After a two year hiatus, Big K.R.I.T. returns with his third studio album 4eva Is a Mighty Long Time, an expansive 22 track odyssey that clocks in at just about an hour and a half of trunk-thumping southern goodness. Despite the lengthy nature of the project, it is split into a more easily digestible double disc format, with the first 11 tracks comprising the Big K.R.I.T. A-side, and the following 11 tracks making up Justin Scott‘s B- side. The first half of the album focuses on public perception and is full of braggadocio and subwoofer shaking hits like “Confetti” and the UGK-assisted “Ride With Me.” The second half of the work however, is made up of meditative songs like “Drinking Sessions” and “Bury Me in Gold,” which explore the inner workings of the man behind the public figure. Despite being a critically acclaimed producer and lyricist, and achieving a level of personal success seen by few, K.R.I.T. has for some reason remained one of the most underrated and overlooked MCs in the game. Perhaps it is because much of the South’s legacy in hip-hop gets categorized as Atlanta’s legacy, and as a result places like K.R.I.T.’s home of Meridian, Mississippi are frequently overshadowed.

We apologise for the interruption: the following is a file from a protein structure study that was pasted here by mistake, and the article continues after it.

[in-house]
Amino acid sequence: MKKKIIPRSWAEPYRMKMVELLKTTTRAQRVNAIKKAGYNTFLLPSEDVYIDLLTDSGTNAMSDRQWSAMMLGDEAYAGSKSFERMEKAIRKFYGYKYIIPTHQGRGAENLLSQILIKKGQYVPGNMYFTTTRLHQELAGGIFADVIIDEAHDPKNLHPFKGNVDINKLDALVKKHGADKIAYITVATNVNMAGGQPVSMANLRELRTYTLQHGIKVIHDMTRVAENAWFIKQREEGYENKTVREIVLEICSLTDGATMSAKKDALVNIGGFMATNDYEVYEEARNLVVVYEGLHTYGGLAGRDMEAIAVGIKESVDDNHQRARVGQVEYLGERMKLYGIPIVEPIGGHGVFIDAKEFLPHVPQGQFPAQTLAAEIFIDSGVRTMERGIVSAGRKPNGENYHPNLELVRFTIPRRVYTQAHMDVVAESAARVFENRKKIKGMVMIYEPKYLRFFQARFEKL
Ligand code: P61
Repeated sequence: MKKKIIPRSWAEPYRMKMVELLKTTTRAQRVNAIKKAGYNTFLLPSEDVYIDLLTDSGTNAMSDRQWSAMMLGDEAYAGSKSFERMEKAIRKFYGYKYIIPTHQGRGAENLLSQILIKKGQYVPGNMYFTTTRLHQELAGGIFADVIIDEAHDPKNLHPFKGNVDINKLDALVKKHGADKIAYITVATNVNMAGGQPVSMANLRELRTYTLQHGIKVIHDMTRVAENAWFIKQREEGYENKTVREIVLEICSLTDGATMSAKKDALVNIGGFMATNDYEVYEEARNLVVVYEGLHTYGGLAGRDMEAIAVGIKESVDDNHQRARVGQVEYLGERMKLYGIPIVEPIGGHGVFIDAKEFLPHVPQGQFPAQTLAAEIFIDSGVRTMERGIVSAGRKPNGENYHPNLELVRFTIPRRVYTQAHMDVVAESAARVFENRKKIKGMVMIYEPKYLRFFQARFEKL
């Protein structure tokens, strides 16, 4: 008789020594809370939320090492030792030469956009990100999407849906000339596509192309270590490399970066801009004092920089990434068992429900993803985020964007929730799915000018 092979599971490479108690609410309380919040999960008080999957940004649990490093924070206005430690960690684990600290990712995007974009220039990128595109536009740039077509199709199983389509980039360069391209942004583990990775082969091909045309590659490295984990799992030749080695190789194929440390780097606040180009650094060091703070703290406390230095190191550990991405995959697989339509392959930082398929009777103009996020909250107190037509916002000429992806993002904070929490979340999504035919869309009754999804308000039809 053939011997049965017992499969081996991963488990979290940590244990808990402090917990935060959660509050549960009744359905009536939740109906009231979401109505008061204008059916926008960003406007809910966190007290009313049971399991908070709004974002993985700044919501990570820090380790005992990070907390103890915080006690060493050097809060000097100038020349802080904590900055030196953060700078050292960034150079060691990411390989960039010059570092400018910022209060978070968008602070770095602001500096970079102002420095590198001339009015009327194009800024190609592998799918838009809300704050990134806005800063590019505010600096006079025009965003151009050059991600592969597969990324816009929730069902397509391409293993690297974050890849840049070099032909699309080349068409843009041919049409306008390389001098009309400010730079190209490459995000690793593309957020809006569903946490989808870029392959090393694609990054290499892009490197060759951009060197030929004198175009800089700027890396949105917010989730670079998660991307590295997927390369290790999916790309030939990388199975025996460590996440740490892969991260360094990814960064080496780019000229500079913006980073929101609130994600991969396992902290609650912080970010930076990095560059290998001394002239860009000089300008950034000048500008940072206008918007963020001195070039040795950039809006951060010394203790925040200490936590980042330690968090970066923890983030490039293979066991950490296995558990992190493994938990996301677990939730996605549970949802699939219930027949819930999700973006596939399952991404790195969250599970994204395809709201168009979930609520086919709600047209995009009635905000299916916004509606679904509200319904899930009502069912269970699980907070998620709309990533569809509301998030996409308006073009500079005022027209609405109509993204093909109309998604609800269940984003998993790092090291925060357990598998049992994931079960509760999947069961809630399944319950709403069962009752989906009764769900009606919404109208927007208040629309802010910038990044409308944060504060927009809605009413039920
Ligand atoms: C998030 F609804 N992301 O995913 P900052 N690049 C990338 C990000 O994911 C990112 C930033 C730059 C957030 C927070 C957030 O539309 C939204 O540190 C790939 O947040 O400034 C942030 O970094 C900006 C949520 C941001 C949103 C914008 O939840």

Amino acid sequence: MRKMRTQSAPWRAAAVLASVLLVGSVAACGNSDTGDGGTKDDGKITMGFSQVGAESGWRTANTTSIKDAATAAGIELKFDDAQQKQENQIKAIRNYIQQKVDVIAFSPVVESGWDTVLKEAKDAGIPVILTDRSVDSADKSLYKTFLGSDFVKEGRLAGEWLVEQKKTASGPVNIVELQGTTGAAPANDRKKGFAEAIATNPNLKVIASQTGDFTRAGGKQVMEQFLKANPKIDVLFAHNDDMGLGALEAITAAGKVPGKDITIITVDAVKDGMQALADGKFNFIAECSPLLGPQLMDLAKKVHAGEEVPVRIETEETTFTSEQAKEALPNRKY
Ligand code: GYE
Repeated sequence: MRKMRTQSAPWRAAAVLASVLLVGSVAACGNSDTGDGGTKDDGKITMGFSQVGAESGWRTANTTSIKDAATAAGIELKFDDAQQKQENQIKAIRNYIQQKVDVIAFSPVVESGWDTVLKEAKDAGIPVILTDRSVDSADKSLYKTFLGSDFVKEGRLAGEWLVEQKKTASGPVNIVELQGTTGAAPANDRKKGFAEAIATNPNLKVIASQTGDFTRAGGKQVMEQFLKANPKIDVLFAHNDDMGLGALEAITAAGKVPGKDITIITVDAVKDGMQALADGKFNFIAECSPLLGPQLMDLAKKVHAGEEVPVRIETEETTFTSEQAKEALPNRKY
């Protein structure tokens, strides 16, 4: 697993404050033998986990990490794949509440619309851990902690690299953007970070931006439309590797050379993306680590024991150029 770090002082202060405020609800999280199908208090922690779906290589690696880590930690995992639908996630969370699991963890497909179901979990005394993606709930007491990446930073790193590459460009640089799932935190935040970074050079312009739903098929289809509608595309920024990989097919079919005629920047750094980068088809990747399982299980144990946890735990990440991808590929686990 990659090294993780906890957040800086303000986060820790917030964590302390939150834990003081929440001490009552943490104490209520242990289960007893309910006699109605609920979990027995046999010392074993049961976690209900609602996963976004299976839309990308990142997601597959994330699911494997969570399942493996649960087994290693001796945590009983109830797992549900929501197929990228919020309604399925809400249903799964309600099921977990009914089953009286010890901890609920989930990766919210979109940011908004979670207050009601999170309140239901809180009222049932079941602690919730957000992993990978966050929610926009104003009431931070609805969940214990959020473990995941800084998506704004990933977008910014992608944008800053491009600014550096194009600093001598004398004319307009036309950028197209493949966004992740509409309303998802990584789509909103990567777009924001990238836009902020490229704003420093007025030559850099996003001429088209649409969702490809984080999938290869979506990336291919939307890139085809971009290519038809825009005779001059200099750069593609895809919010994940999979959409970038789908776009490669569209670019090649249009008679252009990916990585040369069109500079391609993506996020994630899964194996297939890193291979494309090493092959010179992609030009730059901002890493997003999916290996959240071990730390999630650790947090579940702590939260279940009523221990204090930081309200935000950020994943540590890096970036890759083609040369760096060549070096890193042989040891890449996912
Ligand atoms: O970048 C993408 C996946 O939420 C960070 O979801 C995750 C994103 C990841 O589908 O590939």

Much of the album concerns itself with K.R.I.T.’s legacy as a hip-hop giant and the true trappings of success, versus the appearance of it. On the album’s opening track “Big K.R.I.T.” he says, “Look how they hate me but copy me / Possibly was the one with components and properties / To be the greatest of all time but you won the geography lottery.” Despite his overwhelming love and representation for the South, there are a few moments like this where K.R.I.T. acknowledges the types of arbitrations, like aesthetic or geographic location, that can hold an artist back despite their skill level. Records like “Confetti” address the other aspect of the problem by drawing attention to the way that miniscule achievements are celebrated as great wins. The repeated hook “Your confetti aint even heavy nigga / Got the win, I want the record, nigga / What’s a crown if you don’t protect it, nigga?/ What’s a name if they don’t respect it, nigga?/ Nah, your confetti ain’t even heavy.” K.R.I.T.’s sense of confidence, on the first side of album especially, is unwavering and through his bombast, he reveals some of the hypocrisies in the industry and “insta-fame.” Success does not manifest itself in the same way for everyone and longevity has always been the name of the game for K.R.I.T..